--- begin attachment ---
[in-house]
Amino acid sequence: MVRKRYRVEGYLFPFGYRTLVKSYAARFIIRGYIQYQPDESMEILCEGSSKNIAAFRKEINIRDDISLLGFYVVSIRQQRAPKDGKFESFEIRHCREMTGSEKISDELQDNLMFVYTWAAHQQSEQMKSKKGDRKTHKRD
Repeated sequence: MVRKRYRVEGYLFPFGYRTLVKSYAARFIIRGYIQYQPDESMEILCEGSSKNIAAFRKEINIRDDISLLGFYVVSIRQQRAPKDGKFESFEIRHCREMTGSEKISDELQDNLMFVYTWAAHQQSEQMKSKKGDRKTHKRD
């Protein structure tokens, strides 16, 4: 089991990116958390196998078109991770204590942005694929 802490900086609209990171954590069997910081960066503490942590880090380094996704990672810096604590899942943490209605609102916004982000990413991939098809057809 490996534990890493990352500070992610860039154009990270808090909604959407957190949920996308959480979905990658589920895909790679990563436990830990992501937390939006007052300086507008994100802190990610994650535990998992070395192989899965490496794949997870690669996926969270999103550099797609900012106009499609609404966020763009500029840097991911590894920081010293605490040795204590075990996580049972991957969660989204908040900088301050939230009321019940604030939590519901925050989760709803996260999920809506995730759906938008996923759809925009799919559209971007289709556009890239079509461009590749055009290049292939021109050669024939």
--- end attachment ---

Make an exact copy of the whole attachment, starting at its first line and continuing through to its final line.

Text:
[in-house]
Amino acid sequence: MVRKRYRVEGYLFPFGYRTLVKSYAARFIIRGYIQYQPDESMEILCEGSSKNIAAFRKEINIRDDISLLGFYVVSIRQQRAPKDGKFESFEIRHCREMTGSEKISDELQDNLMFVYTWAAHQQSEQMKSKKGDRKTHKRD
Repeated sequence: MVRKRYRVEGYLFPFGYRTLVKSYAARFIIRGYIQYQPDESMEILCEGSSKNIAAFRKEINIRDDISLLGFYVVSIRQQRAPKDGKFESFEIRHCREMTGSEKISDELQDNLMFVYTWAAHQQSEQMKSKKGDRKTHKRD
């Protein structure tokens, strides 16, 4: 089991990116958390196998078109991770204590942005694929 802490900086609209990171954590069997910081960066503490942590880090380094996704990672810096604590899942943490209605609102916004982000990413991939098809057809 490996534990890493990352500070992610860039154009990270808090909604959407957190949920996308959480979905990658589920895909790679990563436990830990992501937390939006007052300086507008994100802190990610994650535990998992070395192989899965490496794949997870690669996926969270999103550099797609900012106009499609609404966020763009500029840097991911590894920081010293605490040795204590075990996580049972991957969660989204908040900088301050939230009321019940604030939590519901925050989760709803996260999920809506995730759906938008996923759809925009799919559209971007289709556009890239079509461009590749055009290049292939021109050669024939």